It will perhaps be objective at this point that the picture has been overdrawn, that the blind of America are not any longer condemned to total isolation without aid and without comfort. For have we not through our government established a variety of welfare and rehabilitation programs? We have indeed. But it is precisely at this level, unfortunately, that we encounter still another real tragedy in the situation of the blind. For the pervasive social stereotype of blindness as incompetence and inferiority is accurately reflected in these programs. Instead of helping the blind man to escape the deadly inertia of emotional, social, and economic isolation, our public assistance program actually reinforces that isolation. Instead of assisting him to become psychologically and financially self-reliant, it intensifies his utter dependence on others. The pervasive assumption of incompetence also underlies and qualifies most rehabilitation work for the blind. Case finding is almost nonexistent and counseling, guidance, training, and placement are severely limited. All too frequently, the end of this process is graduation into a sheltered workshop, sidetracked into these literal blind alleys by his training and his trainers, the blind client will find himself at last at the dead end of the road.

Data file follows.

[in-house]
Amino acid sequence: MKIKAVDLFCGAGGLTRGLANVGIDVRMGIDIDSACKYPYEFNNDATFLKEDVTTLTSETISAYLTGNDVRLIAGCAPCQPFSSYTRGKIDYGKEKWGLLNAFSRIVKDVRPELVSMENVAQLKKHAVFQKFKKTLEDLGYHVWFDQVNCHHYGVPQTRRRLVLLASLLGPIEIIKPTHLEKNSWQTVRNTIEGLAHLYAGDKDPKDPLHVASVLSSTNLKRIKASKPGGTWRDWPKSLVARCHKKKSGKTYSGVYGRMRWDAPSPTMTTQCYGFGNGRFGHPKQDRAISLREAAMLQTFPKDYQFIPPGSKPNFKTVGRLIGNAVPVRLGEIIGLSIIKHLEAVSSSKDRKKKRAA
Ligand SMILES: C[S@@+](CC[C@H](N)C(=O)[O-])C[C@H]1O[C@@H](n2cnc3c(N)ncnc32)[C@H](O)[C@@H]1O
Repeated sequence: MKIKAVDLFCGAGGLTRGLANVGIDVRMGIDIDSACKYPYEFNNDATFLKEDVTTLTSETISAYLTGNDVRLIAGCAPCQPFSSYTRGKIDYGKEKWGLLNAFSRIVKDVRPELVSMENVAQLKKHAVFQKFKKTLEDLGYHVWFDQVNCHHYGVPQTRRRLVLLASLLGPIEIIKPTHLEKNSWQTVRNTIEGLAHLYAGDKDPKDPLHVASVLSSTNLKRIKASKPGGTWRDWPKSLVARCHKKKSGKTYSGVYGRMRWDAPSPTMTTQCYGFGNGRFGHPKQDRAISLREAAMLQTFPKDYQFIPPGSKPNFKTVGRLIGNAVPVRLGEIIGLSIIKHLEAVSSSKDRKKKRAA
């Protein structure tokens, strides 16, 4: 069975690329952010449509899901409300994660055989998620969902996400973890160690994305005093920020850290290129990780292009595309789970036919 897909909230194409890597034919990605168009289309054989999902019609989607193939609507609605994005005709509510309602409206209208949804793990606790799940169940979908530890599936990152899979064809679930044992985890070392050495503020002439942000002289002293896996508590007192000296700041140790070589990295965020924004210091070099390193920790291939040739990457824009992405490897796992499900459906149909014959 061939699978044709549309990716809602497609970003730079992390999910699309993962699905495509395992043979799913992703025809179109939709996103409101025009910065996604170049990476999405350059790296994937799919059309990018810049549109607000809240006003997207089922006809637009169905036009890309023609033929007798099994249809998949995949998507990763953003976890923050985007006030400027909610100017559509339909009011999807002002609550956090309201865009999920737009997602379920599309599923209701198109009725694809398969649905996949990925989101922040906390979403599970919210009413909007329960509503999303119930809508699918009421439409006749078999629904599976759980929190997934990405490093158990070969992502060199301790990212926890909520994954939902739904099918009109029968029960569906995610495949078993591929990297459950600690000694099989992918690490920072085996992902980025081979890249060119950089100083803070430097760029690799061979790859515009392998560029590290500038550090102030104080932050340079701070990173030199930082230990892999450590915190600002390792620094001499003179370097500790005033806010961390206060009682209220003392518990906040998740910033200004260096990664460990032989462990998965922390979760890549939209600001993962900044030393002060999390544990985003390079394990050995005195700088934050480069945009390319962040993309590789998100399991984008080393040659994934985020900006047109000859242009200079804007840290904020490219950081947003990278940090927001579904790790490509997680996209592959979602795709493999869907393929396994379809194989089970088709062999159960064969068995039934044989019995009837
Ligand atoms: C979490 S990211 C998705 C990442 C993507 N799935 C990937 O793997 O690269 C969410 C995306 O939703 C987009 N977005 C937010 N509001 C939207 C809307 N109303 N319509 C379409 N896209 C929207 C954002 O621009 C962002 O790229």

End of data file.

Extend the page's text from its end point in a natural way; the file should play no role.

With the reinforcement of dependence by the public assistance program, with the custodial treatment by rehabilitation agencies, and with the exclusion of the self-rehabilitative blind man from industry, commerce, government, and profession, we have come full circle. The initial shock of blindness casts the blind person into what, by all scientific and rational standards, should have been a transient state of frustration and insecurity. But the general public falsely supposed that he was permanently helpless and treated him accordingly. Welfare agencies assumed that he was incapable of employment and built their system on that premise. Rehabilitation workers considered him limited to the economic backstreets and led him there. Business and industry, government and profession prejudged him before his appearance and found him wanting. And the blind man himself soon became convinced that these attitudes were impossible to fight and, finally, that they were true.
The four great rights of liberty, equality, opportunity, and security have gained a firm foothold in the ideological structure of American democracy. With respect to the blind, however, as our analysis has shown, they are more honored in the breach than the observance.
We the blind people in the National Federation of the Blind ask that the blind be given the liberty of action which is the groundwork of human dignity, the equality of treatment which is indispensable to self-support, the security of mind and body which is necessary to rehabilitation, and the full degree of opportunity which will enable them to prove their economic value and their social worth. But neither the National Federation of the Blind nor any other organization can itself grant the rights which will restore the blind to a role of full and equal membership in our society. Only you, the people, can finally decide whether the blind of America are deserving of a place in the sun—or must be kept forever in a shelter in the shade.
You have just heard an address by Dr. Jacobus tenBroek of Berkeley, California, President of the National Federation of the Blind. This address came to you by transcription from WSM in Nashville, Tennessee, where the National Federation of the Blind are holding their annual convention.